A room of two’s own -wmd -dlh

Megan Unger

Throughout the last three weeks, we have seen that some of the policies associated with Lawrence, regarding issues like off-campus housing and faculty and staff partner benefits, require either marriage or a domestic partnership in order to receive privileges. These requirements, however old-fashioned they may seem, are not uncommon within greater society, where they are necessary in order to receive benefits that range from social security and tax breaks to gifts from gift registries. Why is marriage *******– or domestic partnership ********– necessary for a couple to receive benefits, and why are these benefits usually only available to heterosexual couples?
The history of the institution of marriage itself is rather sordid. Typically, marriage occurred as a kind of property transfer from a bride’s father to her future husband. This exchange of “property” typically took place through material transfers like dowries and bride prices; the woman exchanged in the transaction rarely had input in selecting her husband. After marriage, she was almost always financially dependent on him. When one delves for deeper meaning in the actual transaction, the main function of marriage was to actively reinforce the existing household patriarchal structure, where a man was the head of a household, and his wife and children acted as he desired.
Admittedly, most modern marriages do not involve the transfer of women as property. Instead, marriage has come to be viewed as a coming-of-age activity. At some point both males and females are expected to “mature” and moves from their “immature” living arrangements to a “mature,” married arrangement with a person of the opposite sex, in a union that has been recognized and certified by the state. For a marriageable adult to live in any other kind of living arrangement is usually considered strange. Generally, it is viewed by society as pathetic for an adult to live with parents or friends for an extended period of time.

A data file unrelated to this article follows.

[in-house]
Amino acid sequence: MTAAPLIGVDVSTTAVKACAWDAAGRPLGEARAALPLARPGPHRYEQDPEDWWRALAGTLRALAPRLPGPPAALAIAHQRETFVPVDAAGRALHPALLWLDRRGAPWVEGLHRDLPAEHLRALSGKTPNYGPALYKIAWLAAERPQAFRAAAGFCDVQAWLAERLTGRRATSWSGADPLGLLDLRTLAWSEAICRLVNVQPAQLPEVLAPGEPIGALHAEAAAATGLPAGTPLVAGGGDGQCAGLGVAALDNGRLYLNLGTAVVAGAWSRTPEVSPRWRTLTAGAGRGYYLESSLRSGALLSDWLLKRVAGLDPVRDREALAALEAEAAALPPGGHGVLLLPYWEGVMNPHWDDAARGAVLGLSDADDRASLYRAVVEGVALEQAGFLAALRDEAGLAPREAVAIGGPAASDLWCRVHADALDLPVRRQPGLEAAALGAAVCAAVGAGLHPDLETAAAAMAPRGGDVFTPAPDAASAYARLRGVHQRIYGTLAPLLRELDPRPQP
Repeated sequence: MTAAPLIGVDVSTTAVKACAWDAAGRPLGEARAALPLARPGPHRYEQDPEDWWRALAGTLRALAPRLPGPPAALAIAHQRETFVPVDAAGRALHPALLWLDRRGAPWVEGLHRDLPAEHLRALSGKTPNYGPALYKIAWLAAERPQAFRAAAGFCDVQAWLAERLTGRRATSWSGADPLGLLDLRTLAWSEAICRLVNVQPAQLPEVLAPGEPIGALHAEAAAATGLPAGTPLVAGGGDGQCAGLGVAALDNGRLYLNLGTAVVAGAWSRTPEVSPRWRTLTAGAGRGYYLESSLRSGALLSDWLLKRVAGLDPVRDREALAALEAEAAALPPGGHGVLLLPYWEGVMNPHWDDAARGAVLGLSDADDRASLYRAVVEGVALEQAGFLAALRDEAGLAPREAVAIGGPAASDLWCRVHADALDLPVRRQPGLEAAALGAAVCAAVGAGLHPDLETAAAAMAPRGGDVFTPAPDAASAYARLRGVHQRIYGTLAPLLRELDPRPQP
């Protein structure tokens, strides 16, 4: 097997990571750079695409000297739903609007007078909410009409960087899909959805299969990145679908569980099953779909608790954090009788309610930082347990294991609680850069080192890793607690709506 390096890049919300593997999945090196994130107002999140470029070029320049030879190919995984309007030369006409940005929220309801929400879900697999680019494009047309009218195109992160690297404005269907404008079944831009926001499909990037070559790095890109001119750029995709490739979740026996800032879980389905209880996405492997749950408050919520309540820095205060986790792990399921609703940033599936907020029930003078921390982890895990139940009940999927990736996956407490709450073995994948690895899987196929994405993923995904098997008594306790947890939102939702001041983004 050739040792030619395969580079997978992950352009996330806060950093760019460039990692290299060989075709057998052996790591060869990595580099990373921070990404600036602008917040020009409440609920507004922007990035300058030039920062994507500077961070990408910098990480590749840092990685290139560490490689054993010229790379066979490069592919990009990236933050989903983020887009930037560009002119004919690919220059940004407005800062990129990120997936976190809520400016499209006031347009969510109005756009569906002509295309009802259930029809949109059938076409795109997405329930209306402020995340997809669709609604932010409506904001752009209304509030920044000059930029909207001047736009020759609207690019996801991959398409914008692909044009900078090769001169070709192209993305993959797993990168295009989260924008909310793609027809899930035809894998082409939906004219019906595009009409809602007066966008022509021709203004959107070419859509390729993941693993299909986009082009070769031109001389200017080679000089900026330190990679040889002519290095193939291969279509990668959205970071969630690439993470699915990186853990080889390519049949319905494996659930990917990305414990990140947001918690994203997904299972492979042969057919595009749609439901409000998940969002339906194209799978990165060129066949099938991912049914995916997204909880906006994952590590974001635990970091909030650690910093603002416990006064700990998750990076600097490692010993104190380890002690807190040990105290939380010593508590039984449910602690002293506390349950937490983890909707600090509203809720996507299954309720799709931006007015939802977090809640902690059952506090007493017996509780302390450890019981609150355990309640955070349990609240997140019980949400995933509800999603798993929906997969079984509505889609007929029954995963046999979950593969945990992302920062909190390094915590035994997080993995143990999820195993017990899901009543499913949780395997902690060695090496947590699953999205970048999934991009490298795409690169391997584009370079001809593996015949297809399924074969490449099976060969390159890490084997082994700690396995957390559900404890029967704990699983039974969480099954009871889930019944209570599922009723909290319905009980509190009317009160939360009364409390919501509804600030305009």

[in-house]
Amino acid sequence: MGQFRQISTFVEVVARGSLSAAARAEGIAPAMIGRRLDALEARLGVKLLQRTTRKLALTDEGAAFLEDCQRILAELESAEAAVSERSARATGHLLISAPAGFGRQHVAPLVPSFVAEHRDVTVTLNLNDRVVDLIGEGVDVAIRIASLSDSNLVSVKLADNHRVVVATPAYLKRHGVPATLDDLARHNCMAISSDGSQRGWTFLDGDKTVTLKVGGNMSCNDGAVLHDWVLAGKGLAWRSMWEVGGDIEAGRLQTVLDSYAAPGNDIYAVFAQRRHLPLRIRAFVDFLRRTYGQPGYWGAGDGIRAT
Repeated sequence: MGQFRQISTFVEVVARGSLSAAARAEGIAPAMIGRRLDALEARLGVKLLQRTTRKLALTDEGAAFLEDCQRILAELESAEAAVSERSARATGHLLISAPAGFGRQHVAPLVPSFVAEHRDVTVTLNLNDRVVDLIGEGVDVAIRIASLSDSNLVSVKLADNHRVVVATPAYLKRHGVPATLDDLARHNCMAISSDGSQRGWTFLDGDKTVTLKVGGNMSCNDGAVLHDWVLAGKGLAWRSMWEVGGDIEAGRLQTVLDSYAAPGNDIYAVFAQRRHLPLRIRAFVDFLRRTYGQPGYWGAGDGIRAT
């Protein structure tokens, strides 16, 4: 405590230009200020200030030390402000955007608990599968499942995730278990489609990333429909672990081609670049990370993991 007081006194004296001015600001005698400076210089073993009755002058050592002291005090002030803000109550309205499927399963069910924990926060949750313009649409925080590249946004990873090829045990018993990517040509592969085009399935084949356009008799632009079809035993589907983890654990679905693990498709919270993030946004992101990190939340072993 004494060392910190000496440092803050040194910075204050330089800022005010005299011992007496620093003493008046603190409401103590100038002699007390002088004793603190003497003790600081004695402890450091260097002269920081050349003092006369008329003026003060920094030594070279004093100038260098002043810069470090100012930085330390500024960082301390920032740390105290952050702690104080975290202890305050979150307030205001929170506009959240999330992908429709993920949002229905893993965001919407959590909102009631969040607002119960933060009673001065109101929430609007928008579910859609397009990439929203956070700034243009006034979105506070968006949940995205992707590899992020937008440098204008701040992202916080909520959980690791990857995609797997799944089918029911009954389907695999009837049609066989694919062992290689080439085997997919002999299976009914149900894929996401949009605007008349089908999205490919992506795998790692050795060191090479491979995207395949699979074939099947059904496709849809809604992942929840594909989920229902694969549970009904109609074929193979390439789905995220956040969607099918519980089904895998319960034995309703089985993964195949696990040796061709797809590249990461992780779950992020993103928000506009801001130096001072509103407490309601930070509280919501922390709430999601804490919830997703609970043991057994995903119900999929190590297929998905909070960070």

These other kinds of living arrangements for adults are often labeled “abnormal.” These individuals are not only considered to be abnormal or even pathetic, they also fail to receive the benefits to which married couples have access. What if, instead, people were allowed by the rest of society to make their own choices about whom they do or do not live with? What if society assigned maturity to individuals for being responsible enough to make such a choice, and furthermore, didn’t penalize people whose priorities weren’t the norm? It is, after all, rather presumptuous to assume that everyone’s priorities in life are, or should be, exactly the same. Then societal recognition of other kinds of living arrangements ********– people who live with their siblings or heterosexual cohabitation or two close friends living together *******– would not penalize these other arrangements through loss of benefits.
Marriage should be a choice that individuals make if they truly desire to marry, not a choice that is made because of the potential benefits that can be received. Perhaps if people were not being denied certain benefits, they would be able to live in the arrangements that suit them and give them the most personal satisfaction. Lawrence prides itself on the diversity of its campus; maybe by examining some of our community practices that restrict particular benefits on the basis of marital status, we can further diversify by not penalizing ways of living that are outside of the norm.